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Those magnet schools soon had up to five year waiting lists while the four original minority magnet schools had no waiting list and in fact needed white students. Some minority parents marked on their children applications just to make them eligible for the programs.
That year, the Justice Department and BCSD settled on a saying the district should create a busing program to attract students to one of eight district schools. And the four minority schools became magnet schools.
June, 30, 1990: A 1990 order requires students be pulled out of their home schools and transported to a gifted and talented Gucci Dionysus Floral
Jan. 12: 1978: A judge finds BCSD in violation of the Civil Rights Act in assignment the mentally handicapped program; and the bilingual Gucci Belt For Women
The district also established several other programs including a bilingual education program, a transfer program to encourage parents to enroll their kids in other schools and a district staff training program.
June 28, 2010: BCSD files its final report. In it, BCSD says it has and in good faith implemented the plans, programs and policies called for by the decree and the modifying orders. 28, 2010: A joint motion for dismissal is filed.
Justice Department charges BCSD was busing students to keep white and black schools separate, a violation of the Civil Rights Act.
The department says BCSD must make sure each school student demographics reflect the rest of the district or minus 20 percent by the 1986 87 school year. For example, in 1984, Eissler Elementary white population was 82 percent while the district white population was 45 percent, which is not within 20 percent of district marks.
Magnet programs became more popular and better funded in white neighborhoods while minority schools languished, reports show. In the 1990s, Thorner and Chavez elementary schools were built in east Bakersfield as magnets to attract minority children. Those neighborhoods were expected to be predominantly white.
districtwide white population of 45 percent.
1994 95: A full time magnet program is opened at Chavez Elementary for the same reason as Thorner program.
Jan. 12: 2011: The case is dismissed. government said BCSD was purposely busing students to keep white and black schools separate, a violation of the Civil Rights Act. Department of Justice stepped in and sued the district for having imbalanced schools and to reduce segregation.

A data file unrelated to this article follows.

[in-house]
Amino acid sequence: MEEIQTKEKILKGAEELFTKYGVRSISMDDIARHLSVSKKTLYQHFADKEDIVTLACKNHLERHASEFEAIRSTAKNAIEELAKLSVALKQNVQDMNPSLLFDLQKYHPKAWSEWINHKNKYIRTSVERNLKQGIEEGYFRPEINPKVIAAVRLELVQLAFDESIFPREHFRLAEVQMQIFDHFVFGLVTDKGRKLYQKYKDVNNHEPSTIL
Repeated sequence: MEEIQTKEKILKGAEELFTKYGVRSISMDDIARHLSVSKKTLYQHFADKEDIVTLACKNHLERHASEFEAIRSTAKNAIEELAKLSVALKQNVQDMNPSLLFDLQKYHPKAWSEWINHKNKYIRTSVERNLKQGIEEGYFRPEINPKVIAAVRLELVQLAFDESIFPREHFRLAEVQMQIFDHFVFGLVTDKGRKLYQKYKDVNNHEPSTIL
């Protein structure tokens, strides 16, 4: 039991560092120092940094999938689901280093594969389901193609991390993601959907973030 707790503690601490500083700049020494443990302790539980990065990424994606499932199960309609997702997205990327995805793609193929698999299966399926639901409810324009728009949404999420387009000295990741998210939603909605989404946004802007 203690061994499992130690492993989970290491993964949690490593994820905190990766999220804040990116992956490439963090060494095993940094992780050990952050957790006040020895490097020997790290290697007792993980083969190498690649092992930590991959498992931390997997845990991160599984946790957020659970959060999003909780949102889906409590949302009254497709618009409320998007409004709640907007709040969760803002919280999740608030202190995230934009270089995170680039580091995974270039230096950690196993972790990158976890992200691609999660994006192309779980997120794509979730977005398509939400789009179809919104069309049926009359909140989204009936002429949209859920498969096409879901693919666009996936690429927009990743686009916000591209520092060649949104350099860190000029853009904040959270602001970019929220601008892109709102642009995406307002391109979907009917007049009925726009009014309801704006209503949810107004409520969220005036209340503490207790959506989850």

Each school received money in the hundreds of thousands of dollars a year to fund after school programs to draw white children to minority neighborhoods.
Sept. 8, 1986: An 1986 order addresses concerns about BCSD bilingual education programs sometimes conflicting with efforts to reduce racial and ethnic isolation, provides for enrichment programs to be established at certain schools.
Feb. 19, 2010: The court orders BCSD to prepare and file a final report.
Chavez Principal Ruscel Reader said the school mirrors the community now its student body is 62 percent Hispanic, 23 percent white and about 6 percent African American and Asian.
Criticism of the magnet programs arose, as the Californian highlighted in 2004. The programs helped integrate a handful of the district 40 schools, but segregated others.
Historic desegregation order against BCSD schools lifted
At issue were four predominately minority campuses Fremont, McKinley, Mount Vernon and Owens schools. In 1983 84, each campus was less than 8 percent white despite a Gucci Wallet For Men
program at Bessie Owens school, and that additional counselors be provided to magnet and open enrollment program students.
1986 87: BCSD is eligible to file for status and ask for termination of the case. But because the district does not meet its goals, it does not move for dismissal.
The court ordered the district to bus minority children to four predominantly white schools: Eissler, Harris, Hort and Nichols. The schools didn have magnet programs but were included to Miu Miu Eyewear Uk enhance desegregation.
1990 91: A full time magnet program is opened at Thorner Elementary intended to draw Hispanic and African American students to a new school in an attendance area with a high percentage of white students compared with districtwide averages. The district meets its goals and targets mandated by the Department of Justice. It can ask for dismissal but does not in order to continue getting federal funding to maintain programs.
education program. As a result, BCSD is ineligible for federal financial assistance until corrections are made. Court battles ensue, while BCSD tries to remedy programs.
The Justice Department expected BCSD to get in shape by 1986 but it failed to meet targets then and the case continued. But by 1992, the district had met all of the goals.
Now, some of those same magnet programs, which serve 1,500 students, are among the highest achieving in Kern County. Chavez, for example, ranks among the top 10 in the academic performance index for Kern schools.
At those eight schools, racial proportions shifted at least for a bit.
a great learning environment, Reader said. helps the student live in this world this world is diverse. GOALS, FUNDING
Jan. 25, 1984: The Justice Department sues BCSD, requiring various programs to reduce racial, ethnic isolation in the district specifically at Fremont, McKinley, Mount Vernon and Owens schools were identified as imbalanced. It also asks the district to establish voluntary programs and opportunities to reduce segregation, including magnet and transfer programs.
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